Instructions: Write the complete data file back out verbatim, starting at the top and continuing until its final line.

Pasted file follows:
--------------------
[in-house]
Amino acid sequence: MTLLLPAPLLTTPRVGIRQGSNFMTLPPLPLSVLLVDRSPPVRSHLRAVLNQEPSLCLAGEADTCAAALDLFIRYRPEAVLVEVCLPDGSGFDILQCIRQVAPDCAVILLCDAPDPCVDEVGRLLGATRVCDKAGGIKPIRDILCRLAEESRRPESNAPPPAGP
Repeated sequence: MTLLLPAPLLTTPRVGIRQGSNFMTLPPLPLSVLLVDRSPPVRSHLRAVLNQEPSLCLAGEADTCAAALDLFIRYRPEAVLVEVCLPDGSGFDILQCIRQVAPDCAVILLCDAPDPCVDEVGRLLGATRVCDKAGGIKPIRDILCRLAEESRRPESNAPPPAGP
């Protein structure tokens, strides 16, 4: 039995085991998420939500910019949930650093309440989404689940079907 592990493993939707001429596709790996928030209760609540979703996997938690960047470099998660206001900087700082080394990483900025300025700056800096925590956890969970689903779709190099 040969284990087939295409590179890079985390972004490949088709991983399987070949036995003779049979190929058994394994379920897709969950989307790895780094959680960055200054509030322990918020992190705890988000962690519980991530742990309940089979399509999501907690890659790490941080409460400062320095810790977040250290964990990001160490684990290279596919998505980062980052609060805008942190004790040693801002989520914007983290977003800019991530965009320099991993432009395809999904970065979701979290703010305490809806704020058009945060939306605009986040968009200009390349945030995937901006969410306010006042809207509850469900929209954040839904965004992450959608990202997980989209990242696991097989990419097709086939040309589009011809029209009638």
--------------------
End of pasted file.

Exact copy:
[in-house]
Amino acid sequence: MTLLLPAPLLTTPRVGIRQGSNFMTLPPLPLSVLLVDRSPPVRSHLRAVLNQEPSLCLAGEADTCAAALDLFIRYRPEAVLVEVCLPDGSGFDILQCIRQVAPDCAVILLCDAPDPCVDEVGRLLGATRVCDKAGGIKPIRDILCRLAEESRRPESNAPPPAGP
Repeated sequence: MTLLLPAPLLTTPRVGIRQGSNFMTLPPLPLSVLLVDRSPPVRSHLRAVLNQEPSLCLAGEADTCAAALDLFIRYRPEAVLVEVCLPDGSGFDILQCIRQVAPDCAVILLCDAPDPCVDEVGRLLGATRVCDKAGGIKPIRDILCRLAEESRRPESNAPPPAGP
């Protein structure tokens, strides 16, 4: 039995085991998420939500910019949930650093309440989404689940079907 592990493993939707001429596709790996928030209760609540979703996997938690960047470099998660206001900087700082080394990483900025300025700056800096925590956890969970689903779709190099 040969284990087939295409590179890079985390972004490949088709991983399987070949036995003779049979190929058994394994379920897709969950989307790895780094959680960055200054509030322990918020992190705890988000962690519980991530742990309940089979399509999501907690890659790490941080409460400062320095810790977040250290964990990001160490684990290279596919998505980062980052609060805008942190004790040693801002989520914007983290977003800019991530965009320099991993432009395809999904970065979701979290703010305490809806704020058009945060939306605009986040968009200009390349945030995937901006969410306010006042809207509850469900929209954040839904965004992450959608990202997980989209990242696991097989990419097709086939040309589009011809029209009638």